There are issues with a ban, the most important being that many local telecom service providers use Huawei equipment and cannot afford to rip it out. The big U.S. telecom companies have replaced Huawei and will not buy from it, but smaller local providers cannot afford this. One option would be to subsidize replacement, but the U.S. is unlikely be willing to foot the bill. Another option would be to ban Huawei with a “grandfather clause” that allows companies to replace the equipment over a period of years following their technology “refresh” cycle.

China argues that opposition to Huawei is intended to help U.S competitors. The problem with this is that there are no U.S. competitors—Lucent, the last big American telecom infrastructure manufacturer, went bankrupt years ago. This does not mean that Huawei’s claim that it is the only company capable of supplying 5G is right, since the Western suppliers—Nokia, Ericsson, and Samsung can do this as well or better. Huawei’s primary advantage is its government-subsidized price, and the Chinese government is not paying hundreds of millions of dollars to build another country’s telecom infrastructure because they admire its cuisine.

Ideally, an EO would be part of a larger strategy for managing risk with the next generation of network technologies. The elements of a strategy should include:

  1. Close partnerships with the countries that share the assessment of the risk of using Huawei and the need to act to address it.
  2. Robust security standards for telecommunications equipment and supply chains (noting that some European customers of Huawei may try to dilute standards to ensure that Huawei has continued access to their markets).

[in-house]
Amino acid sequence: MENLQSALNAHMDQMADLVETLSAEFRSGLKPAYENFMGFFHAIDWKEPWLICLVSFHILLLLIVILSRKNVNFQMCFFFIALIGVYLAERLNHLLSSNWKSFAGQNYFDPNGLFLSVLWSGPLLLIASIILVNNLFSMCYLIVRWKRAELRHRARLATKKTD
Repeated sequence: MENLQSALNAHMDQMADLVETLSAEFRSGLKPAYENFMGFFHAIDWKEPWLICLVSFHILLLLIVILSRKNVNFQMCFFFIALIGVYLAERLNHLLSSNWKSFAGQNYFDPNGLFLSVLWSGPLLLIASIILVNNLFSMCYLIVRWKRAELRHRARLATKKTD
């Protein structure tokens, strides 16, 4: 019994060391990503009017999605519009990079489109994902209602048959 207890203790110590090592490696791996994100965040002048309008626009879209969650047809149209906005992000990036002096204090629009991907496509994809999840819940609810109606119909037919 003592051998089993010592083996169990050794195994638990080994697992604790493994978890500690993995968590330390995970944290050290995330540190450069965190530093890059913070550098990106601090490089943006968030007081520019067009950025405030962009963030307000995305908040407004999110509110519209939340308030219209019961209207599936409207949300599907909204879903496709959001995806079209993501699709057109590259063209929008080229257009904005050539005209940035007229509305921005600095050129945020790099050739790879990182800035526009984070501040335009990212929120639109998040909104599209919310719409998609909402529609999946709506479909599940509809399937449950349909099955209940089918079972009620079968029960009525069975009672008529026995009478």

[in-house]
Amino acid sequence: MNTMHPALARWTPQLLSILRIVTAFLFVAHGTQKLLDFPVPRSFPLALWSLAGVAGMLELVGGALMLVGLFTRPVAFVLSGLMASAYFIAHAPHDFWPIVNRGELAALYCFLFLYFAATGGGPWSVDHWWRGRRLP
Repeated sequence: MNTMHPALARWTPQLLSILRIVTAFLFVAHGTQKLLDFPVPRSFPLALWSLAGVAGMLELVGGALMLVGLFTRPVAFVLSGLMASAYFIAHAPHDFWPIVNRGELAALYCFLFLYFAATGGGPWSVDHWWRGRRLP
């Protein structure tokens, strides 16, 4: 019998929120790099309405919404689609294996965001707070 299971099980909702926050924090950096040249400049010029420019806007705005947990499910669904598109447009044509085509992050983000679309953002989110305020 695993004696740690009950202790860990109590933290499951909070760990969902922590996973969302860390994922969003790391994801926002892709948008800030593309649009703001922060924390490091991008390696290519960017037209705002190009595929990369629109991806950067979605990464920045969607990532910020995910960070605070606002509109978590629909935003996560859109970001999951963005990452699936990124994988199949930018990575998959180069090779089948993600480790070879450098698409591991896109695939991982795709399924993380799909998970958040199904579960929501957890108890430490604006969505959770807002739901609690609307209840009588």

3. Foreign assistance to encourage developing countries not to buy Huawei. We will not match Chinese subsidies, but we can reduce the financial burden of a ban.
  4. Support for Western telecom infrastructure companies for research and development.
  5. Research on how to securely communicate over international networks that contain Huawei equipment, since many African and Middle Eastern companies already use Huawei.
  6. Formal bans (either complete or partial) on the purchase and use of Huawei technology.
  7. An EO on telecom supply chain security that clearly lays out U.S. policy.
  8. A long-term engagement strategy with China to bring its behavior into conformity with international norms for trade and security. China is not going away. It will always be powerful and the United States, working with its partners, must encourage and require change.

James Andrew Lewis is a senior vice president at the Center for Strategic and International Studies in Washington, D.C.

Commentary is produced by the Center for Strategic and International Studies (CSIS), a private, tax-exempt institution focusing on international public policy issues. Its research is nonpartisan and nonproprietary. CSIS does not take specific policy positions. Accordingly, all views, positions, and conclusions expressed in this publication should be understood to be solely those of the author(s).

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James Andrew Lewis
Senior Vice President; Pritzker Chair; and Director, Strategic Technologies Program